Much has been said about the music industry’s war on piracy. With CD sales in a slump, industry leaders have resorted to suing kids, or their parents, over the illegal file sharing presumed to be at the root of the trouble.
The music industry isn’t alone in its concern, however. The movie industry is growing nervous over signs that movies, too, are increasingly being pirated and made available online.
Movie files are significantly larger than music files and therefore less likely to be easily passed around in cyberspace. But given the advance of technology, it’s only a matter of time before feature-length movies can be popped onto a computer drive with ease.
With such rapidly advancing technology, often in the hands of children, moviemakers are appealing to ethics, morals and “respect” to help plug the anticipated leak in profits.
The Web site for the Motion Picture Association of America hammers visitors with information about and links to all-things copyright: The Copyright Assembly, World Intellectual Property Organization, International Intellectual Property Alliance, Friends of Active Copyright Education and on and on.
The MPAA has even launched a new Web site and campaign to combat piracy. The campaign is called “Movies. They’re Worth It!” and the Web site is housed at RespectCopyrights.org.
The campaign gives several good reasons not to download movies illegally: you cheat yourself, you cheat the livelihood of industry workers, you jeopardize your computer and you break the law.
Folks shouldn’t illegally trade movies for those reasons and others. Yet, some of the “arguments” found on the pages of RespectCopyright.org are disingenuous and downright insulting to moviegoers.
For instance, consider how the MPAA explains what will happen if you “cheat yourself”:
“Only 4 out of 10 films turn a profit. If people take the films for free and the Studios can’t recoup their investment, they may not be able to make the big summer movies we all enjoy so much; the TITANICs, the SPIDER-MANs, the JURASSIC PARKs. So, not only will the creators lose, in the end, you, the consumer, will end up with fewer choices at the multiplex. Do you really want fewer movies to choose from?”
That’s interesting, because we’re already getting fewer choices, as Hollywood puts more of its eggs into ever-fewer baskets. These diminished choices aren’t the result of some digital-age threat, however, but from a high-stakes gamble in which studios are willing to lose money on six pictures while betting the other four will be exportable enough to make hundreds of millions when all markets are tallied.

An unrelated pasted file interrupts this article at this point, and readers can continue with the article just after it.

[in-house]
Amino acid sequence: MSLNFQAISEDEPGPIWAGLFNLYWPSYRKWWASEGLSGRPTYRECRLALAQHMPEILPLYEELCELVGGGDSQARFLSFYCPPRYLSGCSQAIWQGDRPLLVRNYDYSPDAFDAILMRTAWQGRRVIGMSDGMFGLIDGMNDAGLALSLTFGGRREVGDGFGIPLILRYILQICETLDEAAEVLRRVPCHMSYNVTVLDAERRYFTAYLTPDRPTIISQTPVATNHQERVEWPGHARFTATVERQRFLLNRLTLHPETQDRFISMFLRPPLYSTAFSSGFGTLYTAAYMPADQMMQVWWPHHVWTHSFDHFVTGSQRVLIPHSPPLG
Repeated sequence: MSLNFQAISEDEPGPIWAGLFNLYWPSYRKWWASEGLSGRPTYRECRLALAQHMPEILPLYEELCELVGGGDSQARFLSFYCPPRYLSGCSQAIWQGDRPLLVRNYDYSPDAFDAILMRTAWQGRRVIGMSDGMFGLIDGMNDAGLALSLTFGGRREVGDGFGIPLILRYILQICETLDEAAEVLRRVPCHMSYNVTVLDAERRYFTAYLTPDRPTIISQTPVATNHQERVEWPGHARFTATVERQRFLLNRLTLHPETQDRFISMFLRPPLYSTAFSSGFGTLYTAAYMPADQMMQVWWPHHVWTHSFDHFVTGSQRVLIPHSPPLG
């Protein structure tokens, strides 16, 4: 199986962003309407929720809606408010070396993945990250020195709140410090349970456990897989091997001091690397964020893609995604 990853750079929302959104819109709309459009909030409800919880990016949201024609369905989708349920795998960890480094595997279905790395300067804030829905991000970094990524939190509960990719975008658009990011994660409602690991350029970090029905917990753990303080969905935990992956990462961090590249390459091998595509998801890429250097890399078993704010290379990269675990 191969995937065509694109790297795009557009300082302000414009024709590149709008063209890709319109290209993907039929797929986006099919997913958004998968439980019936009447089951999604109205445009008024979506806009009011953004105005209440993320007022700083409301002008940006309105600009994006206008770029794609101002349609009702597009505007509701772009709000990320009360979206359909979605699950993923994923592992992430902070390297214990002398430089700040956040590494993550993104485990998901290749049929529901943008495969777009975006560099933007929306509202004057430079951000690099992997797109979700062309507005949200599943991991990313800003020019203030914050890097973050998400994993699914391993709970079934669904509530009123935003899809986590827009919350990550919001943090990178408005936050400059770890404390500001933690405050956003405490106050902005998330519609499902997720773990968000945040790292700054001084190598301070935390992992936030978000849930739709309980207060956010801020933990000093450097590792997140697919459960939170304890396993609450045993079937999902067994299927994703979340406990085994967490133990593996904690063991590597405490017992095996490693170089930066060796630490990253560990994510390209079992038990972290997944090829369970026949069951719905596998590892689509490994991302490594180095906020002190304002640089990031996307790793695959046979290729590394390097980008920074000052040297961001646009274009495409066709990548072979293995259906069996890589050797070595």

The campaign strikes another sour note by trotting out the rank-and-file members of the industry—the set dressers, make-up artists, stunt people and others—as a pathos appeal, saying those people will pay the price for illegal downloads.
These workers do have livelihoods on the line, so it’s proper to pay attention to them. But it is disingenuous for an industry known for sparing no expense to stage a parade of “the least of these,” while coddling its own stars with salaries larger than the budget of some countries.
Money is still the name of the game. Studios wouldn’t be funding big-budget movies or paying stars’ salaries if they weren’t making it back somewhere.
But fearing it is about to be linked with a new foe—technology—the movie industry is treading cautiously. It’s as if pirates and computer geeks have Hollywood’s arm twisted behind its back, and Tinseltown, in an effort to get the bully to turn loose, is screaming “Ethics! Ethics!”
Hollywood’s basic argument is airtight: If you want a valued commodity like a movie, you should pay for it.
On the other hand, if you pay for a valued commodity like a movie, you should get it—not an overpaid star running around an over-budget set. Instead of taking responsibility for its own poor decision-making, the movie industry is attempting to curb in its favorite market: youngsters.
Cliff Vaughn is culture editor for EthicsDaily.com.